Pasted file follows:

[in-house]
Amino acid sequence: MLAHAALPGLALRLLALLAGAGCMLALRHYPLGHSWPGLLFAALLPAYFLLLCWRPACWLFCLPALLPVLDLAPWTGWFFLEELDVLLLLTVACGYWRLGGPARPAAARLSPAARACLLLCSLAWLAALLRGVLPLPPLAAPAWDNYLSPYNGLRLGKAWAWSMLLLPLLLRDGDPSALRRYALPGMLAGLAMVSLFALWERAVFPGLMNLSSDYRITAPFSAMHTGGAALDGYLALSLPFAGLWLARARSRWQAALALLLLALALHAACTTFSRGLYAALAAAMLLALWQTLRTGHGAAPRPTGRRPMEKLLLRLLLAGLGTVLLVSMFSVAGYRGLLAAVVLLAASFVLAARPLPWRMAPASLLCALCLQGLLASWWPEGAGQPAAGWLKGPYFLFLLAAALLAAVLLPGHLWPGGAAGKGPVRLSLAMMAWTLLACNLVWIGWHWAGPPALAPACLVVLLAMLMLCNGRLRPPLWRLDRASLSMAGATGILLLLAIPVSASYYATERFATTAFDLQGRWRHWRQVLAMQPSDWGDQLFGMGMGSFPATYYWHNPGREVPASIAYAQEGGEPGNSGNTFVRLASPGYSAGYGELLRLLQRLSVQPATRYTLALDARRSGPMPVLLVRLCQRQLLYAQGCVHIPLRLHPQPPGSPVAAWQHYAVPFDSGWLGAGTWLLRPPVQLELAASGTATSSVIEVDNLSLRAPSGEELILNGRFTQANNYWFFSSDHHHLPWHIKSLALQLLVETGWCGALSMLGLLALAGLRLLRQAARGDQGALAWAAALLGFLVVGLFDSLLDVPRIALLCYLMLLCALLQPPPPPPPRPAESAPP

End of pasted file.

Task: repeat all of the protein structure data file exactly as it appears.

[in-house]
Amino acid sequence: MLAHAALPGLALRLLALLAGAGCMLALRHYPLGHSWPGLLFAALLPAYFLLLCWRPACWLFCLPALLPVLDLAPWTGWFFLEELDVLLLLTVACGYWRLGGPARPAAARLSPAARACLLLCSLAWLAALLRGVLPLPPLAAPAWDNYLSPYNGLRLGKAWAWSMLLLPLLLRDGDPSALRRYALPGMLAGLAMVSLFALWERAVFPGLMNLSSDYRITAPFSAMHTGGAALDGYLALSLPFAGLWLARARSRWQAALALLLLALALHAACTTFSRGLYAALAAAMLLALWQTLRTGHGAAPRPTGRRPMEKLLLRLLLAGLGTVLLVSMFSVAGYRGLLAAVVLLAASFVLAARPLPWRMAPASLLCALCLQGLLASWWPEGAGQPAAGWLKGPYFLFLLAAALLAAVLLPGHLWPGGAAGKGPVRLSLAMMAWTLLACNLVWIGWHWAGPPALAPACLVVLLAMLMLCNGRLRPPLWRLDRASLSMAGATGILLLLAIPVSASYYATERFATTAFDLQGRWRHWRQVLAMQPSDWGDQLFGMGMGSFPATYYWHNPGREVPASIAYAQEGGEPGNSGNTFVRLASPGYSAGYGELLRLLQRLSVQPATRYTLALDARRSGPMPVLLVRLCQRQLLYAQGCVHIPLRLHPQPPGSPVAAWQHYAVPFDSGWLGAGTWLLRPPVQLELAASGTATSSVIEVDNLSLRAPSGEELILNGRFTQANNYWFFSSDHHHLPWHIKSLALQLLVETGWCGALSMLGLLALAGLRLLRQAARGDQGALAWAAALLGFLVVGLFDSLLDVPRIALLCYLMLLCALLQPPPPPPPRPAESAPP